Abstract: Social vulnerability due to insufficient income and earnings may come from many sources, both demographic and economic, in a globalizing world. This paper examines the problems of population aging, low wages, growing inequality, low work hours and insufficient social spending in Spain .Vulnerable groups such as children and the aged are considered. The paper will look at the United States, Canada, and Europe using the LIS (Luxembourg Income Study) database, and especially with a focus on Spain. For the first time we compare the similarities and differences between a set of Mediterranean LIS nations: Spain, Italy and Greece, compared to their European and OECD counterparts. We will assess the net effects of existing policies on poverty and inequality, and particularly the United Kingdom’s recent program to reduce child poverty. While best practices may be identified, each nation must create its own set of mutually supportive policies which provide protection against global economic forces while at the same time encouraging self effort and efficient behavior, especially in the labor market. In the end, policy can make a difference in outcomes, as shown by the recent British success in fighting child poverty.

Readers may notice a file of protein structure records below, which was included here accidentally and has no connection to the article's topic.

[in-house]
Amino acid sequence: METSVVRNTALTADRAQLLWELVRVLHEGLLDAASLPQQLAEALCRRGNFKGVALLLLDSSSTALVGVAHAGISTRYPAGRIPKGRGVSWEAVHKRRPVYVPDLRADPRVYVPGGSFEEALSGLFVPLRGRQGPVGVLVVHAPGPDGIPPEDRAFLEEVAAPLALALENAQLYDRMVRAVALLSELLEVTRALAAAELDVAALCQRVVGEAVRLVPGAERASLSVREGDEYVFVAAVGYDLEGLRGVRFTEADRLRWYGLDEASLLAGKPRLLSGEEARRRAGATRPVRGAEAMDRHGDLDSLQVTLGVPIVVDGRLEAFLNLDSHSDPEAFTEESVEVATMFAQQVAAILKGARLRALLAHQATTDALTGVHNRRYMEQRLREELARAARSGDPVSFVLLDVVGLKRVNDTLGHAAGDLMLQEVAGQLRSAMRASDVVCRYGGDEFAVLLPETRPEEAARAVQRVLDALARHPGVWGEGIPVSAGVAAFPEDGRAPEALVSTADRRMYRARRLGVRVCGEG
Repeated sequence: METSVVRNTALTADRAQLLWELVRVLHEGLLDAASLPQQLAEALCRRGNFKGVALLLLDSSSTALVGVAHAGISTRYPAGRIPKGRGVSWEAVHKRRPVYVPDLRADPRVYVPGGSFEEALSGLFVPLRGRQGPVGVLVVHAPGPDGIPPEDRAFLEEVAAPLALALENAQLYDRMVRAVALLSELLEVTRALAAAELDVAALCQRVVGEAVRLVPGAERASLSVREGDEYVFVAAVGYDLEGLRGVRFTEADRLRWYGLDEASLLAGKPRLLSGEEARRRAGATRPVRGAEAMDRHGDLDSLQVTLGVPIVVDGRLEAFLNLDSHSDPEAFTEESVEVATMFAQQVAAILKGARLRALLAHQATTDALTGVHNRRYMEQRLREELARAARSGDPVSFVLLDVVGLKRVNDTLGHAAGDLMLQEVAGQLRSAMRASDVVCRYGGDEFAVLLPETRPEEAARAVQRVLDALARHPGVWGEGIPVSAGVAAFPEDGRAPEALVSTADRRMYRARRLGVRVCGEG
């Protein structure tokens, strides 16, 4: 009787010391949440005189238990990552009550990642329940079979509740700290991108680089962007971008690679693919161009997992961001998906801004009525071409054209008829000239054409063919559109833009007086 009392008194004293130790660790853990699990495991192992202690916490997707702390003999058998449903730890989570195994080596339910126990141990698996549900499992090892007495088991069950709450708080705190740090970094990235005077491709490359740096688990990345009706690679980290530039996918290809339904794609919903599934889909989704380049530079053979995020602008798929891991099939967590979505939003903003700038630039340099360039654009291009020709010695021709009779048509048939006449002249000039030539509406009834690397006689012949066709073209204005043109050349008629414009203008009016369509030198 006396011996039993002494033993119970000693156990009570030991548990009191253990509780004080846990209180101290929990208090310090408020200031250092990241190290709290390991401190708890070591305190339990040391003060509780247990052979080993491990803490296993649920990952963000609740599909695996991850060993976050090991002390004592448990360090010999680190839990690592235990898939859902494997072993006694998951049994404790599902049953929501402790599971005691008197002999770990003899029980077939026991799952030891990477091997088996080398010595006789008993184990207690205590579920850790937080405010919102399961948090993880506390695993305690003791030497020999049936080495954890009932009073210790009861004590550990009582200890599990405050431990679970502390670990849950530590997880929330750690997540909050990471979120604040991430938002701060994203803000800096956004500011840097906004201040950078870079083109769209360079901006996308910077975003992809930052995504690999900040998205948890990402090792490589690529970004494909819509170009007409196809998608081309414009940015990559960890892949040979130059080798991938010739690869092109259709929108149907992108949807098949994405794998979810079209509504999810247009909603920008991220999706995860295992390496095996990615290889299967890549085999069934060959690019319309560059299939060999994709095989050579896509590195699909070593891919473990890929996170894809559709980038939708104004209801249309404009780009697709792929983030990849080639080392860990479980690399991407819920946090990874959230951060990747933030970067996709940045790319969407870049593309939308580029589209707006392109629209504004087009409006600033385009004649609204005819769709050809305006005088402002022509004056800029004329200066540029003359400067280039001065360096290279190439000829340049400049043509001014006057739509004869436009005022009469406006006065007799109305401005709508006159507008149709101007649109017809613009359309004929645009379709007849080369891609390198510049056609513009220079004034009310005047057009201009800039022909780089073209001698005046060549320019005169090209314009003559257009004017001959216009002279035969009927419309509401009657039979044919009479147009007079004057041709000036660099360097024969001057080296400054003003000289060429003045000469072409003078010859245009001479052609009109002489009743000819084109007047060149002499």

Date: 2017–05
  21. By: Bagues, Manuel; Campa, Pamela